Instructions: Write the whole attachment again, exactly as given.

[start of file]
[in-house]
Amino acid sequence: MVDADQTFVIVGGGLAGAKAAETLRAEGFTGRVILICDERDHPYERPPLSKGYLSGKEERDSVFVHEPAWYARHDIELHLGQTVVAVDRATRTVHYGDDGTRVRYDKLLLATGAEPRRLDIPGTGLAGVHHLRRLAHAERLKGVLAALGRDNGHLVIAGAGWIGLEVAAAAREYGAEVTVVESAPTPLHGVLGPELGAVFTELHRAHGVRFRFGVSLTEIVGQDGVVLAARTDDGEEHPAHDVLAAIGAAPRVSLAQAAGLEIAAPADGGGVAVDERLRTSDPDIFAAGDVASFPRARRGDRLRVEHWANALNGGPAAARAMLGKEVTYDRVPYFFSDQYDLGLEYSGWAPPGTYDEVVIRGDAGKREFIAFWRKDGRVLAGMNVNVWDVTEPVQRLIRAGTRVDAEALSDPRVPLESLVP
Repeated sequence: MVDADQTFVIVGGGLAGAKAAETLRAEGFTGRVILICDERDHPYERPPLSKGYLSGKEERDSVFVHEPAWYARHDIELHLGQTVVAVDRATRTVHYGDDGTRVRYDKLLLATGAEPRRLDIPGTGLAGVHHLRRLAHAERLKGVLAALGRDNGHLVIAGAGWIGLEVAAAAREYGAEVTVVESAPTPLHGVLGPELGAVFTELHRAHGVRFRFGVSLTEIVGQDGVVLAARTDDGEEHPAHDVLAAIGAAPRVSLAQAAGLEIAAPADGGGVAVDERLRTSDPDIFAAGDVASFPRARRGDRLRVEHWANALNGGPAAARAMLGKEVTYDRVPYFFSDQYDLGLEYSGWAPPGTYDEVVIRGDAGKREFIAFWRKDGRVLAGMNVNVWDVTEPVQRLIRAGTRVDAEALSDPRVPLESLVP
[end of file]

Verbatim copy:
[in-house]
Amino acid sequence: MVDADQTFVIVGGGLAGAKAAETLRAEGFTGRVILICDERDHPYERPPLSKGYLSGKEERDSVFVHEPAWYARHDIELHLGQTVVAVDRATRTVHYGDDGTRVRYDKLLLATGAEPRRLDIPGTGLAGVHHLRRLAHAERLKGVLAALGRDNGHLVIAGAGWIGLEVAAAAREYGAEVTVVESAPTPLHGVLGPELGAVFTELHRAHGVRFRFGVSLTEIVGQDGVVLAARTDDGEEHPAHDVLAAIGAAPRVSLAQAAGLEIAAPADGGGVAVDERLRTSDPDIFAAGDVASFPRARRGDRLRVEHWANALNGGPAAARAMLGKEVTYDRVPYFFSDQYDLGLEYSGWAPPGTYDEVVIRGDAGKREFIAFWRKDGRVLAGMNVNVWDVTEPVQRLIRAGTRVDAEALSDPRVPLESLVP
Repeated sequence: MVDADQTFVIVGGGLAGAKAAETLRAEGFTGRVILICDERDHPYERPPLSKGYLSGKEERDSVFVHEPAWYARHDIELHLGQTVVAVDRATRTVHYGDDGTRVRYDKLLLATGAEPRRLDIPGTGLAGVHHLRRLAHAERLKGVLAALGRDNGHLVIAGAGWIGLEVAAAAREYGAEVTVVESAPTPLHGVLGPELGAVFTELHRAHGVRFRFGVSLTEIVGQDGVVLAARTDDGEEHPAHDVLAAIGAAPRVSLAQAAGLEIAAPADGGGVAVDERLRTSDPDIFAAGDVASFPRARRGDRLRVEHWANALNGGPAAARAMLGKEVTYDRVPYFFSDQYDLGLEYSGWAPPGTYDEVVIRGDAGKREFIAFWRKDGRVLAGMNVNVWDVTEPVQRLIRAGTRVDAEALSDPRVPLESLVP